What is the threat to the liberal order?

Ross Douthat notes that extremist parties and candidates are getting more votes than they used to, and warns of a “threat to the liberal order.” But – even putting aside the absurdity of including Bernie Sanders in a list of extremists – Douthat’s piece is oddly selective in its list of causes.

It mentions “immigration” and “the challenge of Islam” but not the way the very rich, in Europe and the United States, have managed to hog all the growth in income. Why should it be surprising that some Greeks vote Syriza after their pensions are expropriated in order for financial institutions to avoid a haircut on Greek debt? Or that crazy “austerity” policies that generate mass unemployment lead some French voters to vote for the FN or some British voters to pull the lever for UKIP? (Note that, in Europe, “austerity” never includes cracking down on tax evasion by the wealthy.) Or that middle-aged non-college-educated white Americans, whose mortality rates are actually rising – an event that generally marks war, pestilence, or massive social dislocation – are tempted to vote for Donald Trump, or that some of their college-age children think about doing the same when “austerity” at the state level means that they can’t graduate from college without a load of debt? One of the bulwarks of the liberal order in postwar America was the trade-union movement, relentlessly smashed by Douthat’s ideological allies. Note that Canada, which never suffered from Reaganism, doesn’t suffer much today from extremist politics.

If the liberal order can’t deliver the goods for the majority of the population, then of course its legitimacy is going to be subject to challenge. But equally of course illiberal policies are likely to make things worse. Change the campaign finance systems so that candidates without plutocratic support can run (perhaps with voucher system), eliminate the barriers to voting, undo the gerrymanders that allow Republicans to hold majorities of seats while getting less than half the votes, hold fewer elections to increase turnout, and we can create a political system that serves the entire population and not only the top tenth of a percent. That will handle the “extremism” problem quite nicely.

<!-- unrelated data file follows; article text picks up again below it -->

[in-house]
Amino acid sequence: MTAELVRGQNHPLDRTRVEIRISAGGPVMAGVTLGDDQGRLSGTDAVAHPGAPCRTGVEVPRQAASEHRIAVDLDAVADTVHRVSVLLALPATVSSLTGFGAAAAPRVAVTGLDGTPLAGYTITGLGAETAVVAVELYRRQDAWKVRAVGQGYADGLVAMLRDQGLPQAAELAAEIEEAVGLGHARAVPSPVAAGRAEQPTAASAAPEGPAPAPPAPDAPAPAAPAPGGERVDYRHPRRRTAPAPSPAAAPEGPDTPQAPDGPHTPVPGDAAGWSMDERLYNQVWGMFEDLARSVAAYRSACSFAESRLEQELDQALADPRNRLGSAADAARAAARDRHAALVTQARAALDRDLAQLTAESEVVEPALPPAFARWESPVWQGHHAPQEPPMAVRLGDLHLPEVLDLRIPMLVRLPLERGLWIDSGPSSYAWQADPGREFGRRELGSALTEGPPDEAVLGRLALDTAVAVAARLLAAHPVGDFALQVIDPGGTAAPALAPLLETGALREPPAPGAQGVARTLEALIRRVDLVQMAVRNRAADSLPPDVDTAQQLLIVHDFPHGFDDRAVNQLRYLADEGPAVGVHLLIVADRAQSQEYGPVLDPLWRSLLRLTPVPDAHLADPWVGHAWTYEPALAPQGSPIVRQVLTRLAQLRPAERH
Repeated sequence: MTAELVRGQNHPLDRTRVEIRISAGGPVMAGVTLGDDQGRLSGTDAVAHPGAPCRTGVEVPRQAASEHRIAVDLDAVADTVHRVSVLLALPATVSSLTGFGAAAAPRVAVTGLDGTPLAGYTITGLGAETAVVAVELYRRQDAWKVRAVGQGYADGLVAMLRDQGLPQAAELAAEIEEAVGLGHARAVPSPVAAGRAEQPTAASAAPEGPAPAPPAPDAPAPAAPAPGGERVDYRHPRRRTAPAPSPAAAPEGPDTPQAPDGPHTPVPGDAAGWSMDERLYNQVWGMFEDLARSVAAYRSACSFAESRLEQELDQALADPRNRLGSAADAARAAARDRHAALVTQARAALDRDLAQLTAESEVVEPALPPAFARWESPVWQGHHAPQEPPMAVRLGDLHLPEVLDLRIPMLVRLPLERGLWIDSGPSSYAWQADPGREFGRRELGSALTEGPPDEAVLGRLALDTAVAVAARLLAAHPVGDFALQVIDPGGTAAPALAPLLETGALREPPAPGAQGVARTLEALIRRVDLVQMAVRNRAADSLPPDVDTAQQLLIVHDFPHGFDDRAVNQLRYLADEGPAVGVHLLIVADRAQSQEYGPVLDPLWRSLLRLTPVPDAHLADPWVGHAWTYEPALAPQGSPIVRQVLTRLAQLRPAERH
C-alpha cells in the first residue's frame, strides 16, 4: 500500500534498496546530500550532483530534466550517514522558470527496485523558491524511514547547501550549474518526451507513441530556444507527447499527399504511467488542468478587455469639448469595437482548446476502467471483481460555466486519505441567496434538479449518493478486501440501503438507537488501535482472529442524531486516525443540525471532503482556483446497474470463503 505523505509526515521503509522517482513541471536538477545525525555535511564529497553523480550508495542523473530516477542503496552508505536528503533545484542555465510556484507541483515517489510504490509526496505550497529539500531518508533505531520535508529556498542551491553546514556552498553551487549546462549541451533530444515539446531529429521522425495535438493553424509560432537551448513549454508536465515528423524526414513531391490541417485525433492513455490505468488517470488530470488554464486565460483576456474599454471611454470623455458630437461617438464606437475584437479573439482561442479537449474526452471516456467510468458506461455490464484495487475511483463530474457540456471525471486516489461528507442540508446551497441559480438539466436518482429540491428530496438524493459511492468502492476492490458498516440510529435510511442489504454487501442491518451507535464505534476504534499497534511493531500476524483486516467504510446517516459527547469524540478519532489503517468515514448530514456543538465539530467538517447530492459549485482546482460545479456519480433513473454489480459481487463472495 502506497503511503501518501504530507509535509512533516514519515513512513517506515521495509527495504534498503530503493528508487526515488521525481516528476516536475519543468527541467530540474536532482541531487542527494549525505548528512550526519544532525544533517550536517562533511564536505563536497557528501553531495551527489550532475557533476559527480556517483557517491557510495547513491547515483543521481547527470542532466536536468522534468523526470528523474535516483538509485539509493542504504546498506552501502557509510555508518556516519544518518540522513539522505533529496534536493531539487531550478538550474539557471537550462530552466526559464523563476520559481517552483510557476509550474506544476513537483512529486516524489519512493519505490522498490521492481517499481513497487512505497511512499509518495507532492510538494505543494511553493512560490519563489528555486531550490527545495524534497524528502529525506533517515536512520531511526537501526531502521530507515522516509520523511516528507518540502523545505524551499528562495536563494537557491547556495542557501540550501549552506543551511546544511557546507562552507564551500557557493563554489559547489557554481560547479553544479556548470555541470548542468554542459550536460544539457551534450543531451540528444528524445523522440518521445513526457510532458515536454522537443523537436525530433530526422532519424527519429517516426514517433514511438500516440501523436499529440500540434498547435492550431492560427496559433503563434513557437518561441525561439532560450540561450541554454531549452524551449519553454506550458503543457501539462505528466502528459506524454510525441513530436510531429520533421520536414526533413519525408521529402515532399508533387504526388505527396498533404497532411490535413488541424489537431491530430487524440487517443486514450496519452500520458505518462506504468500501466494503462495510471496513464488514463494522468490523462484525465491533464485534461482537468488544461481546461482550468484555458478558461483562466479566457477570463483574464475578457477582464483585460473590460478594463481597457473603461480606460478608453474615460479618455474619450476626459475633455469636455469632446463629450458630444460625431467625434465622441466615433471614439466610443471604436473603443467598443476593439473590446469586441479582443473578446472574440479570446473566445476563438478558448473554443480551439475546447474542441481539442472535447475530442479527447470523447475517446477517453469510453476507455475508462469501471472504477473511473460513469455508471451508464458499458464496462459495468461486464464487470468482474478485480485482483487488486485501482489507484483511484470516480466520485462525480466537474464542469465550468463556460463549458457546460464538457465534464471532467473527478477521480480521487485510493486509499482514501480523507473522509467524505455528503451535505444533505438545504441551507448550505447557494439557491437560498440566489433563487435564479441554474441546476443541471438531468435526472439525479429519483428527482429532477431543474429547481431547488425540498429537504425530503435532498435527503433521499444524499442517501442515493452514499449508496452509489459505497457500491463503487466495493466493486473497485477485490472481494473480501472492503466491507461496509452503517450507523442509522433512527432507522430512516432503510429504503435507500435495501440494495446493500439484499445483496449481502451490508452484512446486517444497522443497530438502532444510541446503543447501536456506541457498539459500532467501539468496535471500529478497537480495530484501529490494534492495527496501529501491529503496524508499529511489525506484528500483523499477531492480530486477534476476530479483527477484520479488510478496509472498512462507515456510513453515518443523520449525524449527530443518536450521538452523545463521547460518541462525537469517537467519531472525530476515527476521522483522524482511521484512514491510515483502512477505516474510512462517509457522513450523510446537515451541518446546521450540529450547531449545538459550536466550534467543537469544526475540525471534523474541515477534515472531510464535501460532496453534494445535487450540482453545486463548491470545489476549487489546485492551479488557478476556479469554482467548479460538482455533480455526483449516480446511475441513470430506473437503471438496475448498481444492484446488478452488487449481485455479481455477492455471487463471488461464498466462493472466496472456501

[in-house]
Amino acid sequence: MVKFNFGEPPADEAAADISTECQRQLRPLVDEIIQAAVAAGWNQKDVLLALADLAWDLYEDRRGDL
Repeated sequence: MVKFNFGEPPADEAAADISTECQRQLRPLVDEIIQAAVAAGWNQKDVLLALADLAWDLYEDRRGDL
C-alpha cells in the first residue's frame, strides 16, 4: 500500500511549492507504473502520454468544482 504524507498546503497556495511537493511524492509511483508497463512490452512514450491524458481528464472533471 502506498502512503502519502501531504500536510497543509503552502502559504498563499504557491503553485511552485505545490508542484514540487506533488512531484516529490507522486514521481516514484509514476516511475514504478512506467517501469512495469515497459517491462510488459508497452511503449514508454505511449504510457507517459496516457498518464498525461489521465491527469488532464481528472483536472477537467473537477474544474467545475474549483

Author: Mark Kleiman

Professor of Public Policy at the NYU Marron Institute for Urban Management and editor of the Journal of Drug Policy Analysis. Teaches about the methods of policy analysis about drug abuse control and crime control policy, working out the implications of two principles: that swift and certain sanctions don't have to be severe to be effective, and that well-designed threats usually don't have to be carried out. Books: Drugs and Drug Policy: What Everyone Needs to Know (with Jonathan Caulkins and Angela Hawken) When Brute Force Fails: How to Have Less Crime and Less Punishment (Princeton, 2009; named one of the "books of the year" by The Economist Against Excess: Drug Policy for Results (Basic, 1993) Marijuana: Costs of Abuse, Costs of Control (Greenwood, 1989) UCLA Homepage Curriculum Vitae Contact: Markarkleiman-at-gmail.com

10 thoughts on “What is the threat to the liberal order?”

  1. Mark wrote "Note that Canada, which never suffered from Reaganism, doesn’t suffer much today from extremist politics".

    Canada is worth thinking about as a counter-example to the rise of angry populism. But the absence of Reagan can't be the reason — in the first place he was widely popular and in the second, France, the U.K., The Netherlands and now even Scandinavia have Trumpesque movements and they never had Reagan either. It could be that you and I are idealizing Canada and it's far less polite up there than we imagine, but presuming it isn't, why don't they have an anti-elite, anti-immigrant movement like most Western developed nations?